Anna Hunt Marsh (c1770-1834) left $10,000 in her will to establish the Vermont Asylum of the Insane in 1834.
Life and career
She is responsible for the creation of the Brattleboro Retreat, originally known as the Vermont Asylum for the Insane. She was the first woman credited with starting a hospital for the mentally ill. She was responsible for selecting the trustees before her death. A bad healing experience leading to the death of a member of her family has been suggested as an impetus to her idea of creating a humane care option. Her vision was a facility patterned on a Quaker concept called moral treatment. March did not have much to do with Brattleboro, but her influence was enormous.
The Retreat grew in popularity and had success treating people with a combination of fresh air, exercise, good food, and other treatments for the "insane". Large porches on the buildings allowed patients to sit and read, relax, and recover. As of 2015, the Brattleboro Retreat is still in operation serving a wide variety of mental conditions on a 1000-acre (4 km²) campus.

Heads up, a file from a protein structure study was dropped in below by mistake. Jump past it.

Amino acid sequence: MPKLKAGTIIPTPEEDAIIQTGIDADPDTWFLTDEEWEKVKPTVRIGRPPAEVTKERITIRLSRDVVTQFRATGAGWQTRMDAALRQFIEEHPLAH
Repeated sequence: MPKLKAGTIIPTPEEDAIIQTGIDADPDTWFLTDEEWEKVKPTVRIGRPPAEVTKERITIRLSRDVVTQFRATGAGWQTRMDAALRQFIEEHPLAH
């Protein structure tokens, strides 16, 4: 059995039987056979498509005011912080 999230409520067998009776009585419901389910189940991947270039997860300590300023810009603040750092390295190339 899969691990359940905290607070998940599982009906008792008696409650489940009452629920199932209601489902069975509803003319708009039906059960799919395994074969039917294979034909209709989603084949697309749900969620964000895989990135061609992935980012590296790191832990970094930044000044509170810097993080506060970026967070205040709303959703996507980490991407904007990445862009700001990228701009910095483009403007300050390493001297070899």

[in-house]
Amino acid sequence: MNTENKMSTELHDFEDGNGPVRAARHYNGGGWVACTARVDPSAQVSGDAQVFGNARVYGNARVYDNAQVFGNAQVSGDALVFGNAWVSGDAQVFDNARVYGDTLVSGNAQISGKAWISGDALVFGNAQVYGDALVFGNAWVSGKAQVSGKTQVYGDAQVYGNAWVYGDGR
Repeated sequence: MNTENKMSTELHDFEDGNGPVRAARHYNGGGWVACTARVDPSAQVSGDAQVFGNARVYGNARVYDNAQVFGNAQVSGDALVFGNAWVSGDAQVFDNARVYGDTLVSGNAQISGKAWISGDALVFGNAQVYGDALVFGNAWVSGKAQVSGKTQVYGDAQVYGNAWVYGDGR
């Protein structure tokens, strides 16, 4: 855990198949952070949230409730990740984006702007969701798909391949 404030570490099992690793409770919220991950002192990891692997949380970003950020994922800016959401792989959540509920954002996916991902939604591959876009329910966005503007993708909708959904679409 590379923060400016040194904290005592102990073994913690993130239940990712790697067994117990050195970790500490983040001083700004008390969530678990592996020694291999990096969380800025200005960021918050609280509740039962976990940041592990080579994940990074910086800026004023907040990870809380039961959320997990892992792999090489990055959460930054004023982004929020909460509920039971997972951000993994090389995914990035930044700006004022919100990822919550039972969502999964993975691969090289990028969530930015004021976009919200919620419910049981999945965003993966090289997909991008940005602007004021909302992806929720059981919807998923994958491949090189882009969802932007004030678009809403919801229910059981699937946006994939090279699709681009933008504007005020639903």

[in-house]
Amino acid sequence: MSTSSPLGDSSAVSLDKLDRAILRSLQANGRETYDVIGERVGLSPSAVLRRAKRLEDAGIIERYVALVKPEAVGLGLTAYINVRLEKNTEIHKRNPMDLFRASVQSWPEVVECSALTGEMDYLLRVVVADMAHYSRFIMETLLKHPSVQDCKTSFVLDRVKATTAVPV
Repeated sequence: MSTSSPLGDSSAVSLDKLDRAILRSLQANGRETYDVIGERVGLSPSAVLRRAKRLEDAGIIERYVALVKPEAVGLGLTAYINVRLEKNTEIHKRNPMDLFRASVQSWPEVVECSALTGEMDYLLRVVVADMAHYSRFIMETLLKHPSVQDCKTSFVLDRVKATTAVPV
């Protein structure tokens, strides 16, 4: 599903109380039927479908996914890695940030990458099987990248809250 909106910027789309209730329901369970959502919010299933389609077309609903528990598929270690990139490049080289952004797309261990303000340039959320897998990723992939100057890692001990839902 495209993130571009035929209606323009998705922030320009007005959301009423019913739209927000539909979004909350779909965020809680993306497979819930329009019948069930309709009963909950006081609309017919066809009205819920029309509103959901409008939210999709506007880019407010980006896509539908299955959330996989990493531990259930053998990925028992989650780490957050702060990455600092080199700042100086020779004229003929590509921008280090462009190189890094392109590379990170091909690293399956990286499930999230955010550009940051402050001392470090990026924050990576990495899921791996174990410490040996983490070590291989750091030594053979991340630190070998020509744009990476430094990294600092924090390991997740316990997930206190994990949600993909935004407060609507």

- "Anna Hunt Marsh". Vermont Historical Society. Retrieved 2012-08-26.
Anna Hunt Marsh left $10,000 in her will to establish the Vermont Asylum for the Insane, later known as the Brattleboro Retreat or Retreat Healthcare in Brattleboro, Vermont. Anna Hunt’s father, Jonathan, was one of the first settlers in southeastern Vermont and served as Lieutenant Governor of the state. She married Perley Marsh, a physician, in 1793.
|This biographical article related to medicine in the United States is a stub. You can help Wikipedia by expanding it.|